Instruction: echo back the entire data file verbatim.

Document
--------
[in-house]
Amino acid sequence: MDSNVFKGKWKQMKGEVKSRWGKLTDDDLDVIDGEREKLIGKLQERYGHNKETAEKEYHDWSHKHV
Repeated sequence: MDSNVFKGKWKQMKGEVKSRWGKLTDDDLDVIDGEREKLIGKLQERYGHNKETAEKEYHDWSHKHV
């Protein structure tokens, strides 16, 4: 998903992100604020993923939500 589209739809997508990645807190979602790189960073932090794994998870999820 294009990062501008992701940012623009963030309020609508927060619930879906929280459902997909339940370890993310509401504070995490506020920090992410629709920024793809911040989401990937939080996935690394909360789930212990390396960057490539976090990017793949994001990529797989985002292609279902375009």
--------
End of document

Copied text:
[in-house]
Amino acid sequence: MDSNVFKGKWKQMKGEVKSRWGKLTDDDLDVIDGEREKLIGKLQERYGHNKETAEKEYHDWSHKHV
Repeated sequence: MDSNVFKGKWKQMKGEVKSRWGKLTDDDLDVIDGEREKLIGKLQERYGHNKETAEKEYHDWSHKHV
């Protein structure tokens, strides 16, 4: 998903992100604020993923939500 589209739809997508990645807190979602790189960073932090794994998870999820 294009990062501008992701940012623009963030309020609508927060619930879906929280459902997909339940370890993310509401504070995490506020920090992410629709920024793809911040989401990937939080996935690394909360789930212990390396960057490539976090990017793949994001990529797989985002292609279902375009």